For the first time in almost 90 years, the Chicago White Sox sweep through the World Series! We can hear the fireworks and car horns from all over the city; big celebration HERE on Friday!
The Chicago White Sox are World Series champions again at last, and yet another epic streak of futility is not just wiped away but swept away!
After seven scoreless innings, Jermaine Dye singled home the only run in the eighth, and the White Sox beat the Houston Astros 1-0 Wednesday night to win their first title in 88 years.
Dye won the World Series MVP trophy.
After the game, the Houston Astros could be seen on the field saluting their fans.
Just a year ago, the same story line captivated baseball when the long-suffering Boston Red Sox swept St. Louis to capture their first title in 86 years.
Who's next, the Chicago Cubs, without a championship since 1908?
It was the third title for the White Sox, following wins in 1906 and 1917. And it was the first since "Shoeless" Joe Jackson and the "Black Sox" threw the 1919 Series against Cincinnati.
In the Windy City, where the Cubs have long been king, Chicago's South Side team for once trumped its North Side rival, no small feat for the Sox.
Owner Jerry Reinsdorf once said he'd trade all six of the Chicago Bulls' NBA titles for a single Series ring, a statement he now regrets. No swap is needed now: He's got the prize he dreamed of since he was a kid growing up in Brooklyn.
White Sox manager Ozzie Guillen said during the regular season that he might retire if his team went on to win the Series, and now he'll have to reveal that decision.
Chicago's sweep, its eighth straight postseason win, made it only the second team to go through the postseason 11-1 since the extra round of playoffs was added in 1995, joining the 1999 Yankees. But the White Sox fans didn't get to enjoy a single celebration in person: the division title and all three rounds of the postseason were won on the road.
Houston, which finally won a pennant for the first time since it joined the National League in 1962, became the first team swept in its Series debut.
On a night when pitching dominated, winner Freddy Garcia and Houston's Brandon Backe pitched shutout ball for seven innings, with Backe allowing four hits and Garcia five. They each struck out seven.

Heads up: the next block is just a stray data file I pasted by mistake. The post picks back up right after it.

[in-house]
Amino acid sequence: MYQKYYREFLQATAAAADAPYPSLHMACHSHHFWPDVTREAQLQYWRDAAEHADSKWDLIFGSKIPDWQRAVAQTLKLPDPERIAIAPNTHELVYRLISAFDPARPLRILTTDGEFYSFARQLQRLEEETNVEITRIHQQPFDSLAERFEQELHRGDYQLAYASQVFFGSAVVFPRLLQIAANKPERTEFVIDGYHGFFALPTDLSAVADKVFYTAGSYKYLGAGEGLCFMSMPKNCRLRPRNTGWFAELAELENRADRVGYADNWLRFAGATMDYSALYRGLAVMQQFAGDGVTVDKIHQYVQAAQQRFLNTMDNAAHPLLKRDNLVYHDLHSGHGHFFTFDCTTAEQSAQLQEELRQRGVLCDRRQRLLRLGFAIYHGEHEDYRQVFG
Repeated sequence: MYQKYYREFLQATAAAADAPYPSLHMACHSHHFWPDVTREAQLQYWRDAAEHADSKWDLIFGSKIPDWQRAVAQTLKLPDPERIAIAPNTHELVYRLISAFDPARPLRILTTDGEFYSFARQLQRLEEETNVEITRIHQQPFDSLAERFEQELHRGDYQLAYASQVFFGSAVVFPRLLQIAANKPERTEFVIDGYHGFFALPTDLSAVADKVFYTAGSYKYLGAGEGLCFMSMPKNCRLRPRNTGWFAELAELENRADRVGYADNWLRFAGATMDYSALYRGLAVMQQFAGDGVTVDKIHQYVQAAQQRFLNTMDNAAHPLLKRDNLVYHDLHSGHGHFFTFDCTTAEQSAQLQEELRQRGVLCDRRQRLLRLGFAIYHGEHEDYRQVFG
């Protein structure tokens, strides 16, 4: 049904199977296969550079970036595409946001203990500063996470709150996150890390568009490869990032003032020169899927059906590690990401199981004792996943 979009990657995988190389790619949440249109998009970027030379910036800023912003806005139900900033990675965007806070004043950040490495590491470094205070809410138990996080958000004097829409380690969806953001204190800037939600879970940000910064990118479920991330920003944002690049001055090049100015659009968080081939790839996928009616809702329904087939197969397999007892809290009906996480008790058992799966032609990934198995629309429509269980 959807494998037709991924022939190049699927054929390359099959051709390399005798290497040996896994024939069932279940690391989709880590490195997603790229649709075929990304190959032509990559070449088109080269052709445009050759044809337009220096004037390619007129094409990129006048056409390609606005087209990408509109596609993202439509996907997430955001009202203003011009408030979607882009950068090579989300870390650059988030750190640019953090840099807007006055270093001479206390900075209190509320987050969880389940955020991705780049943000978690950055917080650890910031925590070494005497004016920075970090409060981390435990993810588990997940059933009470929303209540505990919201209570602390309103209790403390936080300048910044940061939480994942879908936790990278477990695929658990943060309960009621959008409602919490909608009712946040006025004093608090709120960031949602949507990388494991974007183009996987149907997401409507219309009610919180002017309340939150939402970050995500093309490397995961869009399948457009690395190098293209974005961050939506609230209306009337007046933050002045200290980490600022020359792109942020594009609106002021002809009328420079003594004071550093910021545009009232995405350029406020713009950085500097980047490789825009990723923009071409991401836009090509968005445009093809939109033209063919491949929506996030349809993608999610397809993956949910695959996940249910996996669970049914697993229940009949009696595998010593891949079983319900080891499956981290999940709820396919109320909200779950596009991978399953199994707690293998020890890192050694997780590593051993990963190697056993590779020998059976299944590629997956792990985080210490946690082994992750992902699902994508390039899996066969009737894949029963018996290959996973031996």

Brad Lidge, Houston's closer, came in to start the eighth, and Chicago sent up Willie Harris to bat for Garcia.
Harris lined a single to left leading off, and that led to Houston's downfall. Scott Podsednik bunted a difficult high pitch in front of the plate, and the speedy Harris took second on the sacrifice. Carl Everett pinch hit for Tadahito Iguchi and grounded to second, moving Harris to third.
Dye, the Series MVP, swung and missed Lidge's next pitch, took a ball, then grounded a single up the middle, clapping his hands as he left the plate. Harris trotted home from third, and the White Sox celebrated in the third-base dugout.
But it wasn't quite over yet.
Cliff Politte relieved to start the bottom half and hit Willy Taveras on the hand with one out. Politte bounced a wild pitch on his first offering to Lance Berkman, moving Taveras to second, then intentionally walked Berkman, nearly throwing away the next pitch.
Morgan Ensberg flied to right-center, dropping him to 1-for-10 with runners in scoring position in the Series, and Chicago brought in left-hander Neal Cotts to face pinch-hitter Jose Vizcaino, who hit a broken-bat grounder to shortstop.
Juan Uribe charged in, backhanded the ball by the grass and threw hard to first, beating Vizcaino by half a step.
After Chicago wasted a leadoff double by A.J. Pierzynski in the ninth, Jason Lane lofted a 3-2 pitch off Bobby Jenks into short center for a single leading off the bottom half.
Brad Ausmus sacrificed and pinch-hitter Chris Burke fouled out to Uribe, who fell into the left-field seats as he leaned in to make the grab. Uribe ran to the mound with the ball and gave Jenks a slap.
Orlando Palmeiro then pinch hit, and grounded to short for the final out and the White Sox poured out of their dugout and jumped around the mound.
Houston was 0-for-11 with runners in scoring position on the night and 10-for-48 (.208) in the Series, and Lidge fell to 0-2 in the Series and 0-3 in the postseason.
After Chicago's 14-inning, 7-5 win that lasted a Series-record 5 hours, 41 minutes and ended at 1:20 a.m. Wednesday, the crowd was more subdued at Minute Maid Park. Most of them had to know that no team has ever overcome a 3-0 Series deficit.
Chicago stranded runners in three of the first four innings, including Podsednik after a two-out triple in the third, but Backe's changeup got stronger, and he struck out five straight -- one short of the Series record -- following Dye's leadoff single in the fourth.
He retired 11 batters in a row before Aaron Rowand's two-out single in the seventh, and Joe Crede followed with a drive high off the out-of-town scoreboard in the left-field fence, missing a home run by a few feet. Rowand, who had slowed slightly just before getting to second, was held up at third.
After a conference at the mound, and with Everett on deck as a potential pinch-hitter, Houston elected to pitch to Uribe, the No. 8 hitter, instead of intentionally walking him and forcing Chicago to decide whether to bat for Garcia. Backe fanned him on his final pitch and skipped off the mound before high-fiving teammates.
Houston, meanwhile, went 0-for-7 with runners in scoring position in the first six innings. The Astros stranded runners on second base in the first two innings. With two on and one out in the sixth, Ensberg struck out and after Mike Lamb was intentionally walked to load the bases, Garcia struck out Jason Lane.